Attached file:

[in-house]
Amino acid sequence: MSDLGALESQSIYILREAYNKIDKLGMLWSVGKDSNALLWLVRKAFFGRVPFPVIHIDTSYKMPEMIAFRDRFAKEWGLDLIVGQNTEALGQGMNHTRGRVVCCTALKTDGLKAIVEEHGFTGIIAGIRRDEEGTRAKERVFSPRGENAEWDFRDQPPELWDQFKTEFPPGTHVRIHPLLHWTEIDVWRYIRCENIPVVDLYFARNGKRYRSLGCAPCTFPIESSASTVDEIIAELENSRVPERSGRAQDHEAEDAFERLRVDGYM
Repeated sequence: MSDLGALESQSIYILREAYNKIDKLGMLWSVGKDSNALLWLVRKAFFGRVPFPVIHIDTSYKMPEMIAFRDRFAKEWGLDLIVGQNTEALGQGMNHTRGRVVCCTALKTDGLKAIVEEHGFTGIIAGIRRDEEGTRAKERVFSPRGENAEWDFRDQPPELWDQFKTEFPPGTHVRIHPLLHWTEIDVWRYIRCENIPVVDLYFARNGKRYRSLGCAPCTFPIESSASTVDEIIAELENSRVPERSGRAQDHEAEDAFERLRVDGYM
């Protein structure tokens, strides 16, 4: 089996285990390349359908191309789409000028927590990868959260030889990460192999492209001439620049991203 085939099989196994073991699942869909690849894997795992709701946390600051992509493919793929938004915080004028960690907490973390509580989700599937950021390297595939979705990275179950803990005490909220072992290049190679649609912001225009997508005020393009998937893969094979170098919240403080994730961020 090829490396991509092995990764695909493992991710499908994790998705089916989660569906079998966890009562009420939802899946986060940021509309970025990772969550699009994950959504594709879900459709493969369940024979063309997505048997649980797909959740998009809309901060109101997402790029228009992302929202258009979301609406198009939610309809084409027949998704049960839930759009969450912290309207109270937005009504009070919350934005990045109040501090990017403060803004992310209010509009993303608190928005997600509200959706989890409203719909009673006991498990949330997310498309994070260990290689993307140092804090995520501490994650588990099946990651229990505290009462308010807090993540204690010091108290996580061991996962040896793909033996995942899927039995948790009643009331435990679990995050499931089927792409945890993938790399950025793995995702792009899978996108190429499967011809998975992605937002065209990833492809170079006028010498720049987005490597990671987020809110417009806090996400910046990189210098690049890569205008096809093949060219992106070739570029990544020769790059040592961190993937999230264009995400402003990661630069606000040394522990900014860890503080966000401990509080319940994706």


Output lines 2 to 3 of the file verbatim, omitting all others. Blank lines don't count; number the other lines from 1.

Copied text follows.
Amino acid sequence: MSDLGALESQSIYILREAYNKIDKLGMLWSVGKDSNALLWLVRKAFFGRVPFPVIHIDTSYKMPEMIAFRDRFAKEWGLDLIVGQNTEALGQGMNHTRGRVVCCTALKTDGLKAIVEEHGFTGIIAGIRRDEEGTRAKERVFSPRGENAEWDFRDQPPELWDQFKTEFPPGTHVRIHPLLHWTEIDVWRYIRCENIPVVDLYFARNGKRYRSLGCAPCTFPIESSASTVDEIIAELENSRVPERSGRAQDHEAEDAFERLRVDGYM
Repeated sequence: MSDLGALESQSIYILREAYNKIDKLGMLWSVGKDSNALLWLVRKAFFGRVPFPVIHIDTSYKMPEMIAFRDRFAKEWGLDLIVGQNTEALGQGMNHTRGRVVCCTALKTDGLKAIVEEHGFTGIIAGIRRDEEGTRAKERVFSPRGENAEWDFRDQPPELWDQFKTEFPPGTHVRIHPLLHWTEIDVWRYIRCENIPVVDLYFARNGKRYRSLGCAPCTFPIESSASTVDEIIAELENSRVPERSGRAQDHEAEDAFERLRVDGYM